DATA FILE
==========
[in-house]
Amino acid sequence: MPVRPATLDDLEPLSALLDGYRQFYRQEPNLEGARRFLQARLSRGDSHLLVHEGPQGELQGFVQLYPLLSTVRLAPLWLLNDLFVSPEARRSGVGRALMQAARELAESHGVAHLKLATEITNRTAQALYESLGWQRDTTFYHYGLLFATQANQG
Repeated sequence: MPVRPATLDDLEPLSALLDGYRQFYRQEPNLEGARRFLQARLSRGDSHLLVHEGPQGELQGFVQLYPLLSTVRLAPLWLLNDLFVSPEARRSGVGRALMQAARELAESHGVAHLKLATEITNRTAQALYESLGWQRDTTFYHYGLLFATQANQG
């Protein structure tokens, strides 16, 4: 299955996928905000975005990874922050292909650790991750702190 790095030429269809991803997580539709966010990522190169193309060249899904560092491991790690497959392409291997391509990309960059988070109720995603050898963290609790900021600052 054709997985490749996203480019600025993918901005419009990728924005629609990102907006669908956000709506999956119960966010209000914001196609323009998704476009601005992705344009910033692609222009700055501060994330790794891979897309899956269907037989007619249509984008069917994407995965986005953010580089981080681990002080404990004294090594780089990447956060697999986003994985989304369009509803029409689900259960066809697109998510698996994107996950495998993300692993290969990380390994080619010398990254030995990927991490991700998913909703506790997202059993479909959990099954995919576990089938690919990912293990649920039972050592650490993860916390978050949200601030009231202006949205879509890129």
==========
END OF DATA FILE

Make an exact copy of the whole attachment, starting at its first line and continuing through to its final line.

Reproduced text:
[in-house]
Amino acid sequence: MPVRPATLDDLEPLSALLDGYRQFYRQEPNLEGARRFLQARLSRGDSHLLVHEGPQGELQGFVQLYPLLSTVRLAPLWLLNDLFVSPEARRSGVGRALMQAARELAESHGVAHLKLATEITNRTAQALYESLGWQRDTTFYHYGLLFATQANQG
Repeated sequence: MPVRPATLDDLEPLSALLDGYRQFYRQEPNLEGARRFLQARLSRGDSHLLVHEGPQGELQGFVQLYPLLSTVRLAPLWLLNDLFVSPEARRSGVGRALMQAARELAESHGVAHLKLATEITNRTAQALYESLGWQRDTTFYHYGLLFATQANQG
């Protein structure tokens, strides 16, 4: 299955996928905000975005990874922050292909650790991750702190 790095030429269809991803997580539709966010990522190169193309060249899904560092491991790690497959392409291997391509990309960059988070109720995603050898963290609790900021600052 054709997985490749996203480019600025993918901005419009990728924005629609990102907006669908956000709506999956119960966010209000914001196609323009998704476009601005992705344009910033692609222009700055501060994330790794891979897309899956269907037989007619249509984008069917994407995965986005953010580089981080681990002080404990004294090594780089990447956060697999986003994985989304369009509803029409689900259960066809697109998510698996994107996950495998993300692993290969990380390994080619010398990254030995990927991490991700998913909703506790997202059993479909959990099954995919576990089938690919990912293990649920039972050592650490993860916390978050949200601030009231202006949205879509890129």